A deleted file recovered
All is not lost, however. When a file is deleted from your hard drive, the data is not wiped clean. For the sake of efficiency, a deleted file is flagged as “available space”. The information is still there, it has just been earmarked for occupation. Even the filename is available. If you are quick and careful, you can get it back.
Whenever I buy a new computer or install an operating system, one of the first programs I install is something called Recuva by the company Piriform (http://www.piriform.com/recuva). If ever I lose a file, I run Recuva. What it does is scan a drive (or selected directory) for these flagged files. In a matter of minutes, you can locate and recover a deleted file, if you are careful.
How about an overwritten file?
This is fine if you have deleted a file and it is not in your Recycle Bin for some reason. You have a bigger problem, however, if you have edited your file and saved it. The original file will have been overwritten and the AutoRecover file erased. In this case you have to recover the AutoRecover file. To do this, locate your AutoRecover folder. In Word 2007, you can find this by going to Word Options Save and looking in the AutoRecover file location box. The default is “C:\Documents and Settings\User\Application Data\Microsoft\Word\” (to see this folder, you will need to change the File Options on your PC to display hidden or system folders). If you run Recuva against this folder, you can recover the AutoRecover file of your lost document (it will have the name “AutoRecovery save of <filename>.asd”). If you recover this file and put it back into its proper folder, Word should find it and prompt you to restore this file the next time you load the program.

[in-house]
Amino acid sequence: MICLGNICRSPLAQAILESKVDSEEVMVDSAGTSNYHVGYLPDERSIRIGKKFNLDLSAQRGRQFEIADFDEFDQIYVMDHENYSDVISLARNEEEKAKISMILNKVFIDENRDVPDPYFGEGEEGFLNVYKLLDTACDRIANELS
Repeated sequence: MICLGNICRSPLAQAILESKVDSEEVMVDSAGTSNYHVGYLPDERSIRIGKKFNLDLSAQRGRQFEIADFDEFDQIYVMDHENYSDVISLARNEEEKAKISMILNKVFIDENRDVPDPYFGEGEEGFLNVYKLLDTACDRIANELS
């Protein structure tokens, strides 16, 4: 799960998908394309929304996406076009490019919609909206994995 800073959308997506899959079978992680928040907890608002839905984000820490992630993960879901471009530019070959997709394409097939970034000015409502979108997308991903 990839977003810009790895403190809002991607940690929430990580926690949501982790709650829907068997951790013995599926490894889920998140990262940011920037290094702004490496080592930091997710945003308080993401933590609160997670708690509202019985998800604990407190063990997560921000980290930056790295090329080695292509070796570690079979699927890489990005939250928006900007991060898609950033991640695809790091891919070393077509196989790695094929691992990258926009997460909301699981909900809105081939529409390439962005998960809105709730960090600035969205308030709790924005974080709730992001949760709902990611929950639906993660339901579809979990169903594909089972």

Prevention is better than cure
While this is useful to know, it is a big hassle. The reason you should install Recuva early on is to avoid overwriting your lost file during the download of the program. If you lose a file, avoid doing anything that could cause data to be written to your hard drive. Just the act of surfing to the Piriform website could cause your lost file to be overwritten.
A simple way to avoid all of this is to perform new edits in a new version of your file. I always start a new edit session by creating a new version of my file. I just suffix the file with “_001”, “_002”, etc. That way, if I lose data from one session, I can go back to an earlier version. And if I spend all day writing, I create a new version after every break. This is the simplest way to avoid a disaster.
- Backup regularly to at least one external drive.
- Make sure you know where your AutoRecover data is stored (you can change this to make recovery easier if you want.).
- Make sure that the “Save AutoRecover information every xx minutes” checkbox is selected. I would also recommend changing the 10 minutes to 1 minute.
- Install a file recovery program straight away. I recommend Recuva from Piriform. It’s free and it works.
- Use versioning in your filenames.
- If you really want to keep something forever, print it out on paper. Magnetic and optical storage media will fail with time. Paper lasts ages.
Next time: how to recover data from a hard drive that refuses to boot.